Children aged 5 to 11 can get Covid-19 booster shots in about 2 months: Janil Puthucheary

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Covid-19 booster doses for children aged five to 11 will be made available in about two months, Senior Minister of State for Health Janil Puthucheary said in parliament today (Aug. 1).

He acknowledged that a third mRNA dose of a Covid-19 vaccine may be needed “at some point” to keep children’s levels of protection high, and said MOH has made the necessary preparations to roll out a vaccine booster for children. this group.

Children under 5 years old who must be vaccinated by the end of the year

At present, the Pfizer-BioNTech/Comirnaty vaccine remains the only vaccine approved for use in children ages five to 17 in Singapore, Puthucheary said.

Children who are medically ineligible for the Pfizer-BioNTech/Comirnaty vaccine can receive the Sinovac-CoronaVac vaccine as part of a special public health program.

However, Moderna’s Covid-19 vaccine for this age group remains under evaluation, Puthucheary added.

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Puthucheary noted that children under five are currently the last group in Singapore not yet protected by vaccination.

He said MOH is preparing to begin vaccination for children under five by the fourth quarter of this year.

“The Health Sciences Authority (HSA) is currently reviewing the data submitted by Pfizer-BioNTech and Moderna on their Covid-19 vaccines for this age group. We will provide an update when a review of the vaccines’ quality, effectiveness and safety is completed,” Puthucheary said.

Children less susceptible to serious consequences of Covid-19

In his speech, Puthucheary said he was saddened by the recent deaths of two young children from Covid-19 and expressed his “deepest condolences to their families”.

“Based on local and international data, the BA.4 and BA.5 Omicron subvariants have not been observed to affect children more severely than previous variants, and severe Covid-19 infection remains rare in children, especially those who have been vaccinated” , he said.

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Currently, children under the age of five remain more vulnerable to Covid-19 infection and have higher rates of serious consequences compared to older children.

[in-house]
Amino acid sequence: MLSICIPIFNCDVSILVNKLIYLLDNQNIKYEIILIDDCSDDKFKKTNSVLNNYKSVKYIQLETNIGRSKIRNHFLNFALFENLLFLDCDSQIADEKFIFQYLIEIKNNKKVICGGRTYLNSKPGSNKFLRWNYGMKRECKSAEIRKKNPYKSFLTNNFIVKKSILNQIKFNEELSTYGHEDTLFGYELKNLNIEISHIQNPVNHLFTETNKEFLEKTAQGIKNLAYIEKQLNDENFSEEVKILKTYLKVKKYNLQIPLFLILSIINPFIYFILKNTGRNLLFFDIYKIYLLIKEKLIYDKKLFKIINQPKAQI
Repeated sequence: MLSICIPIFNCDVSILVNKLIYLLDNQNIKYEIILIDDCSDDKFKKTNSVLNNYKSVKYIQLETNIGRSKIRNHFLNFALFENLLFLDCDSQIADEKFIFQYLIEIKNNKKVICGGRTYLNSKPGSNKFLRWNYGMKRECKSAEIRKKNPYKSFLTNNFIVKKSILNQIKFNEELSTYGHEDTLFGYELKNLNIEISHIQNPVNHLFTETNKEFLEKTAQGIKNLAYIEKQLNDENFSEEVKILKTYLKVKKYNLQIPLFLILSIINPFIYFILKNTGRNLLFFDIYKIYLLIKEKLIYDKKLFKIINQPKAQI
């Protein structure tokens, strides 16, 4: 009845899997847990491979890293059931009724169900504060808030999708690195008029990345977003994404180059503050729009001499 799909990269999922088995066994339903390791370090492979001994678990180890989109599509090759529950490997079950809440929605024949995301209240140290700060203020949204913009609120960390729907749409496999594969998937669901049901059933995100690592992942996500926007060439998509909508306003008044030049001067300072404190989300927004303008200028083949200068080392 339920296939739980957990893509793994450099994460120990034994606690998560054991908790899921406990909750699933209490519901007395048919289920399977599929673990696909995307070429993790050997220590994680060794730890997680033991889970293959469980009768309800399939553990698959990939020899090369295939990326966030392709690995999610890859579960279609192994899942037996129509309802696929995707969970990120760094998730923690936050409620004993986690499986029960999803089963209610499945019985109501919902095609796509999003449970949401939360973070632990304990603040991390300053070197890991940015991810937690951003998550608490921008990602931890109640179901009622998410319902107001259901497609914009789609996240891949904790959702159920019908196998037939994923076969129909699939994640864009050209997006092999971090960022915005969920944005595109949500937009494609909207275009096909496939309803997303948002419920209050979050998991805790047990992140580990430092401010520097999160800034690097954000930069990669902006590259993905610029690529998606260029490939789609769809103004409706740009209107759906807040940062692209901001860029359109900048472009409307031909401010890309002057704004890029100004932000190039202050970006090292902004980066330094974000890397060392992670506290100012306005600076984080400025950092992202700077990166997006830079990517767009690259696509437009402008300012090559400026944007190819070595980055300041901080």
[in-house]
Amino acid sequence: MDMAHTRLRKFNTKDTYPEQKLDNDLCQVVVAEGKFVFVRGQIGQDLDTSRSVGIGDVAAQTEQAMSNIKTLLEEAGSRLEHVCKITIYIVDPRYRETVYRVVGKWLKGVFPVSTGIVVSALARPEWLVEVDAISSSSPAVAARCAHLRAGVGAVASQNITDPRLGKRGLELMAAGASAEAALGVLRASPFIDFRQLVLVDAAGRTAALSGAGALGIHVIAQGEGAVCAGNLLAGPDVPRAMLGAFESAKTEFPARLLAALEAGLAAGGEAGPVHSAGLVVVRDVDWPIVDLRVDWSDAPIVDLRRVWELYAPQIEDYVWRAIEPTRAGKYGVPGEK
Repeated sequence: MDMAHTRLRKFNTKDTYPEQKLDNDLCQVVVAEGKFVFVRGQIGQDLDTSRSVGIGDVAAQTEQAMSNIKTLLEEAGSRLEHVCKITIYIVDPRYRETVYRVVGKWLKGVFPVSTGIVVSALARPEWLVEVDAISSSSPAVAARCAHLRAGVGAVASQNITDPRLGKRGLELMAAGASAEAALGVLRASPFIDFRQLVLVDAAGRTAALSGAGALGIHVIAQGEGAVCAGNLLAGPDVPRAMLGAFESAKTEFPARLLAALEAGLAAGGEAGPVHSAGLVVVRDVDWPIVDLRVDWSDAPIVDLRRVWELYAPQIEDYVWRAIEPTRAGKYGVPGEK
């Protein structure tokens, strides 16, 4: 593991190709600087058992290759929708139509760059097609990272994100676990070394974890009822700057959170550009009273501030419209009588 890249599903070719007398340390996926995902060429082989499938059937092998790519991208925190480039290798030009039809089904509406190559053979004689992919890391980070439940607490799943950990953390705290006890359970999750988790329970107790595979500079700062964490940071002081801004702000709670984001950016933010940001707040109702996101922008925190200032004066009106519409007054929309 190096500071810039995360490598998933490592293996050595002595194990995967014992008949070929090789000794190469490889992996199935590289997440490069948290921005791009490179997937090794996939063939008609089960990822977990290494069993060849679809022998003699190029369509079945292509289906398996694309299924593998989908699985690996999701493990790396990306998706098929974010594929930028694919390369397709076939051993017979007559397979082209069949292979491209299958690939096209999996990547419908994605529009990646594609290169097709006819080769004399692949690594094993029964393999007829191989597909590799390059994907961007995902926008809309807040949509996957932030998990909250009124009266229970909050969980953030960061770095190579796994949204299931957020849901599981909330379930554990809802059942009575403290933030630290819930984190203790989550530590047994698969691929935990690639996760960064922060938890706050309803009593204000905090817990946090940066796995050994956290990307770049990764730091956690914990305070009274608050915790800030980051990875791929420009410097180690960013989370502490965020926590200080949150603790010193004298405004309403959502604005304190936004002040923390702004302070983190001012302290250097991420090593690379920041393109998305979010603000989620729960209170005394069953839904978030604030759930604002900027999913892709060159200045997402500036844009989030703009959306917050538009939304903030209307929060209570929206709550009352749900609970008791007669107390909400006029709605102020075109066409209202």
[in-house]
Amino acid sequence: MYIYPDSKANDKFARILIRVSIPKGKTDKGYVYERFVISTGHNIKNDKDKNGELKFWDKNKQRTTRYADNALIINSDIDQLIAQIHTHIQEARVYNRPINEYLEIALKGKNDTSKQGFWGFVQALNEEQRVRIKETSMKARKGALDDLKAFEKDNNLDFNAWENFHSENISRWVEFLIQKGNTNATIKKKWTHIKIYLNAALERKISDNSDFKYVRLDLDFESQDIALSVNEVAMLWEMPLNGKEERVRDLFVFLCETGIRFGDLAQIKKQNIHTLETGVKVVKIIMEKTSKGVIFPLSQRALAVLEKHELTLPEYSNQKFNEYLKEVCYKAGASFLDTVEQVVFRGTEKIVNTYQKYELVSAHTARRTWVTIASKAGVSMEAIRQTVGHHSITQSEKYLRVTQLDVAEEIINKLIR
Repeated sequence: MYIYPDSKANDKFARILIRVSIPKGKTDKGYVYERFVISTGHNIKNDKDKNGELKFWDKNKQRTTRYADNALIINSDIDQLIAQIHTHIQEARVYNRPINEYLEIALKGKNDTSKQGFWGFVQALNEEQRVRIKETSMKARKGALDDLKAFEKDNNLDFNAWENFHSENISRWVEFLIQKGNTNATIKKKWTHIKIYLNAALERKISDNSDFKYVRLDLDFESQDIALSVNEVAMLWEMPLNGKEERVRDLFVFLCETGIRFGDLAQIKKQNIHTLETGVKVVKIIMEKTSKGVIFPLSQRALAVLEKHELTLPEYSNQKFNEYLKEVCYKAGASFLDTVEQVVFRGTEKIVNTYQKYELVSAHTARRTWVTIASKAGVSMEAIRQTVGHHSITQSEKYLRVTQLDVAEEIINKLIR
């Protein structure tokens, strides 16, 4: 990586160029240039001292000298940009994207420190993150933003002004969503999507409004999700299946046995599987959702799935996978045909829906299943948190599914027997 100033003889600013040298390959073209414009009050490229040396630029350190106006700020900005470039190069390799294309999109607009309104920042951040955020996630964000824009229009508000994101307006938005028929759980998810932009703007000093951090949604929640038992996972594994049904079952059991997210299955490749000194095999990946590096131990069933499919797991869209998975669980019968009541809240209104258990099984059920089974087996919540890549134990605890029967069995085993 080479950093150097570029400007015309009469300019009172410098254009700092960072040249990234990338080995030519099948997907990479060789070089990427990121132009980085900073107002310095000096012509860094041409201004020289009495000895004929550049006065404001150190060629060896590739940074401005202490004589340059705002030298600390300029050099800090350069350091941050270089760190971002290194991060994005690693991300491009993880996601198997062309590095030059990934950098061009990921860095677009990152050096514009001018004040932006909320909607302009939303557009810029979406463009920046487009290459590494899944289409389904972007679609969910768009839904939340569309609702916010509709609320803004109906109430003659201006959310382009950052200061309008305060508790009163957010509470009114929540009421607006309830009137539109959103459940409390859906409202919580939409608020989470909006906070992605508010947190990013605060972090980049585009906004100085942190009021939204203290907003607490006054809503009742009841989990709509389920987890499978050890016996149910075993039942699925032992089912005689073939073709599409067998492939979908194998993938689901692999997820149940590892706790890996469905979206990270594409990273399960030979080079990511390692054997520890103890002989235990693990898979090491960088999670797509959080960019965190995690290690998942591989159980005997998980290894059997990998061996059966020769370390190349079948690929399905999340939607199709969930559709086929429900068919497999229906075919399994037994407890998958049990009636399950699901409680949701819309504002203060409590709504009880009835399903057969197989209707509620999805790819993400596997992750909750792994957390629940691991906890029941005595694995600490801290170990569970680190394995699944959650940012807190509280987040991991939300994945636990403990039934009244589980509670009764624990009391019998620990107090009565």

This is similar to other respiratory illnesses, Janil said.

However, compared to adults and the elderly, the overall incidence of serious consequences of Covid-19 infection remains “much lower” in children.

Children under three months of age are hospitalized as standard

Janil added that children who need medical attention should visit a general practitioner (GP) or an outpatient clinic.

Children with symptoms of acute respiratory tract infection (ARI) are routinely tested with an antigen rapid test (ART) or a polymerase chain reaction test (PCR).

Children under three months of age are hospitalized as standard, while older children are treated under the Home Recovery Program and assessed by physicians through a 24-hour telemedicine service.

Hospitals will continue to prioritize care for children with urgent medical conditions, and those who need further observation and treatment will be admitted, Janil said.

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“MOH regularly reviews and updates the screening and assessment criteria with input from a panel of specialists,” he added.

Use of oral antivirals for children under 18 years of age

Janil then responded to a question from Chua Chu Kang GRC MP Zhulkarnain Abdul Rahim, who asked whether MOH will consider approving the use of oral antivirals to treat toddlers or young children infected with Covid-19.

Janil said oral antivirals are only licensed for use by patients ages 18 and older, under HSA’s Pandemic Special Access Route.

For children ages 12 to 18, local and foreign treatment guidelines indicate that Paxlovid, Pfizer’s Covid-19 antiviral pill, can be considered on a case-by-case basis, Janil said.

“We will continue to review the evidence for the use of oral antivirals in children under the age of 18,” he added.

Top photo via Chan Chun Sing/FB.